One of the major quibbles that I have with SWTOR is the fact that they have borrowed so heavily from other MMOs; to the point where many experienced MMO players consider it to be something akin to “WoW in Space.” The devs on SWTOR don’t appear to want to learn from previous game’s mistakes. Their propensity is to simply copy what has worked before. However, what worked five years ago may not apply to today’s market. Games do not exist in a vacuum, and technology, social attitudes of the time, and player expectations all influence the success of a game in a particular time and place.
Which is why the new announcement from Goblinworks regarding the Pathfinder MMO title is so intriguing. In it they list a number of areas which they want to follow in development. Not all of these are new; SWTOR for example has made quite a lot of use of middleware technology. But it is the culture behind these ideas which is of most importance. And Goblinworks appears to be determined to learn from past MMOs and to not only avoid their mistakes but to take game development in new directions.
So when I read this announcement I wonder if we just might be getting what we have long asked for:
At launch, and for the first seven months following, we will cap new paying players at 4,500 per month. Four thousand five hundred new paying players monthly. We expect to keep only about 25% of those players on a long-term basis, so after we factor in attrition of each month’s signups, we end up with 16,500 paying players at the end of that seven-month period.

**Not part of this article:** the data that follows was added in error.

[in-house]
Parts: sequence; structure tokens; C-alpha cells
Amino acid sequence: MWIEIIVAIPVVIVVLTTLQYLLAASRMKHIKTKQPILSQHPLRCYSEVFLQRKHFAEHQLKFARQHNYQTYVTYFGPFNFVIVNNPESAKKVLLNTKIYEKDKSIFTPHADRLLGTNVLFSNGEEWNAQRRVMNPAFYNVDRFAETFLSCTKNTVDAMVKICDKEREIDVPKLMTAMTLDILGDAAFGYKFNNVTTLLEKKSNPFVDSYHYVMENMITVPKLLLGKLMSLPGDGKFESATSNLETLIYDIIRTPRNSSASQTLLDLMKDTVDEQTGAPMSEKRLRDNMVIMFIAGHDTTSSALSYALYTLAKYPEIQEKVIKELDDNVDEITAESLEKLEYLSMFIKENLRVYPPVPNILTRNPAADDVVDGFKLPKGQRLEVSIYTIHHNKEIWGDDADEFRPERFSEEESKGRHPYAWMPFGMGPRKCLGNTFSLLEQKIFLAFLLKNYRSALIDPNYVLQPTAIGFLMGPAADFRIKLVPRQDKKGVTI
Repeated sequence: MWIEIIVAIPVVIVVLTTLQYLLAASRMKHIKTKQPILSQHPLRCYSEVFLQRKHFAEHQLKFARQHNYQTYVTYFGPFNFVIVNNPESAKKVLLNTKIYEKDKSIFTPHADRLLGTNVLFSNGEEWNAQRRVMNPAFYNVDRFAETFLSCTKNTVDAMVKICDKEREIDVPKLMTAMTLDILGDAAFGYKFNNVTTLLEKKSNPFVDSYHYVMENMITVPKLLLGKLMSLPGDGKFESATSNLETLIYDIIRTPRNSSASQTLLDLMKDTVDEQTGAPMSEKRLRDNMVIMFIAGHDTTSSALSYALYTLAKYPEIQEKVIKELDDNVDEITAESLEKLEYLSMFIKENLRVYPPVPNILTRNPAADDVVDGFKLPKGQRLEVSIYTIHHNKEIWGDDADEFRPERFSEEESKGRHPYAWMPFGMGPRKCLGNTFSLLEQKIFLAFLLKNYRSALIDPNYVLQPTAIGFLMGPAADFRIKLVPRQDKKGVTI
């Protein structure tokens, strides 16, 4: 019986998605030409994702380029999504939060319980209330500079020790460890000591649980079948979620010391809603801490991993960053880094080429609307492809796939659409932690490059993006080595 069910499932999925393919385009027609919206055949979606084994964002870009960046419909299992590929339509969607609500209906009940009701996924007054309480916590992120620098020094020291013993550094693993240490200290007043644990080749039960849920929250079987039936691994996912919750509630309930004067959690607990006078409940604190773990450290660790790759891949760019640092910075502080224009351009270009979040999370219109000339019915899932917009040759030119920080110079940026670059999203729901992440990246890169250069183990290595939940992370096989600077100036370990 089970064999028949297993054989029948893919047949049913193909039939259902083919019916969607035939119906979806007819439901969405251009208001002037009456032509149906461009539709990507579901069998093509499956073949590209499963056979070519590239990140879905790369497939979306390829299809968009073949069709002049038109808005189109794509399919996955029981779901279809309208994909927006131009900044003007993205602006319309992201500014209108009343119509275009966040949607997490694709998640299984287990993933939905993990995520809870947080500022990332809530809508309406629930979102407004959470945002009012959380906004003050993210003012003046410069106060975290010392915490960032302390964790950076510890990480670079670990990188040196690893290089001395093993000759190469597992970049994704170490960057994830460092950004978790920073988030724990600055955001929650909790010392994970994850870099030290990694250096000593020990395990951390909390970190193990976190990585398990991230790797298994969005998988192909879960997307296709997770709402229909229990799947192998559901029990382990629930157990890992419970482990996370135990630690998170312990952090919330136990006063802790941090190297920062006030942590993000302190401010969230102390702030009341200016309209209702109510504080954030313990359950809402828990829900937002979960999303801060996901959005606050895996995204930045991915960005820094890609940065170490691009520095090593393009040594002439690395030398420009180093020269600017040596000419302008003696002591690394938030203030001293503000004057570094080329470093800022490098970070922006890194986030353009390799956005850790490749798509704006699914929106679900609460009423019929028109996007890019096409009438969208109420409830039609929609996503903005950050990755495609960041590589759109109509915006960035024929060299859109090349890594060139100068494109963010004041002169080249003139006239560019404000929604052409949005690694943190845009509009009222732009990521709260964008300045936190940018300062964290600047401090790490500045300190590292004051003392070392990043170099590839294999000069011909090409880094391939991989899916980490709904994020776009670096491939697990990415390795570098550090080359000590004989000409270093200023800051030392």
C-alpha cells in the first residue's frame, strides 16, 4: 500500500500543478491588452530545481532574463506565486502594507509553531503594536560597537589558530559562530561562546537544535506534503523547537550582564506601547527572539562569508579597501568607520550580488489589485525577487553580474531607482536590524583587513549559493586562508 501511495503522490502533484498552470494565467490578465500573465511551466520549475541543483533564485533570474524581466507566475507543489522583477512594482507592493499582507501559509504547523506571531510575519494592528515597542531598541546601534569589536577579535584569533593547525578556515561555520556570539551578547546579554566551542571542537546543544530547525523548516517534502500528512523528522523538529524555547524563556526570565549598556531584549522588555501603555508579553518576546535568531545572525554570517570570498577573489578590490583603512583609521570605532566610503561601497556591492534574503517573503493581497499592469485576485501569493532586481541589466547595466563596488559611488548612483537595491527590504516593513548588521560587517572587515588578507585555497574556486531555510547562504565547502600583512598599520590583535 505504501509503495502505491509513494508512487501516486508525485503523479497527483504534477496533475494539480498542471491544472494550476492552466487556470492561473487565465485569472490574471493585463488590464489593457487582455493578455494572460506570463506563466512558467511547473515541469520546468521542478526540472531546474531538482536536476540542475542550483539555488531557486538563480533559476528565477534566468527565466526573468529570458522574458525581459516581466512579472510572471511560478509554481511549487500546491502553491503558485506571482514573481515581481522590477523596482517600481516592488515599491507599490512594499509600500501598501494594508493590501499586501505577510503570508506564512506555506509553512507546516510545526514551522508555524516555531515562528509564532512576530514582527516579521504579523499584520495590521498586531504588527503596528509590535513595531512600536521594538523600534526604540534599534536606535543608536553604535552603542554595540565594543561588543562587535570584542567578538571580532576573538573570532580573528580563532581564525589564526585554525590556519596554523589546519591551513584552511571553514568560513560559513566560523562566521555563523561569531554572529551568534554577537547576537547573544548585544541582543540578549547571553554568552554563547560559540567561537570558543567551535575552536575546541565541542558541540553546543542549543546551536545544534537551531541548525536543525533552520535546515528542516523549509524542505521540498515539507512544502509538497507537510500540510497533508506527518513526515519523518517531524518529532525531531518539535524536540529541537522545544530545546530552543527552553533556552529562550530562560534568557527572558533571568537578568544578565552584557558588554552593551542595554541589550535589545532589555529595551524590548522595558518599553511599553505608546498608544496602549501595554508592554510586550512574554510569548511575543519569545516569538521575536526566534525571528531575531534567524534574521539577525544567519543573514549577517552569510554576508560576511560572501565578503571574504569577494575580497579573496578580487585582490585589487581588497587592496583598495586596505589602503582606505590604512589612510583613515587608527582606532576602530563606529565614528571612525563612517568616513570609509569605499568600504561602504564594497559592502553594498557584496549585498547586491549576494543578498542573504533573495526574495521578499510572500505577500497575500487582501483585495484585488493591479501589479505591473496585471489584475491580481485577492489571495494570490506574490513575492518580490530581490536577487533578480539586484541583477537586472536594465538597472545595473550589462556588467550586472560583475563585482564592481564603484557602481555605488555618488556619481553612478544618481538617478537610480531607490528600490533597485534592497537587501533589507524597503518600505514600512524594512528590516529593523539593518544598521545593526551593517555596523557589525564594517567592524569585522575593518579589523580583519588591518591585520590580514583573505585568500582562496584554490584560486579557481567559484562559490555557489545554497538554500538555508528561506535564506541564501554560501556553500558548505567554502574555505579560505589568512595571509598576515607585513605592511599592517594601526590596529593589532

Making a game that starts with 4,500 players and grows to 16,500 players is much, much easier and vastly less expensive than making a game designed to accommodate a million players on day one. We’ll be able to focus on a relatively small part of the world at first, expanding it only as we need to.
After the first seven months, we’ll raise the limit on new paying players to 12,000 per month. That will remain our goal for the next couple years of Pathfinder Online’s life cycle. Factoring in attrition, by the end of the game’s third year of operation, we expect to have about 120,000 paying players. For many MMOs, that number would be considered a failure, but because of our lean development strategy, achieving that number of paying customers will mean success for Pathfinder Online.
Details aside for the moment, this is thinking outside of the box. And above all it is an attempt to set up a game to succeed as opposed to positioning yourself for an epic load of failure. I can see issues with this of course, the major one being that MMOs are a social game and players like to bring their friends which this will restrict. But when you add in some more of their goals such as a non-instanced world and possibly only one server, then things start to get very interesting.
We have long lamented the fact that the ultimate expression of MMOs got bogged down with the super theme-park style display. To be honest, after Ultima Online it has been a long and slow rush downhill to where players are akin to lab rats pushing buttons to get rewards and an emotional hit. The achievement system is the ultimate expression of a game without soul and players with no mind of their own. To be honest I don’t know if this will work. But I love that at least they’re trying a different approach.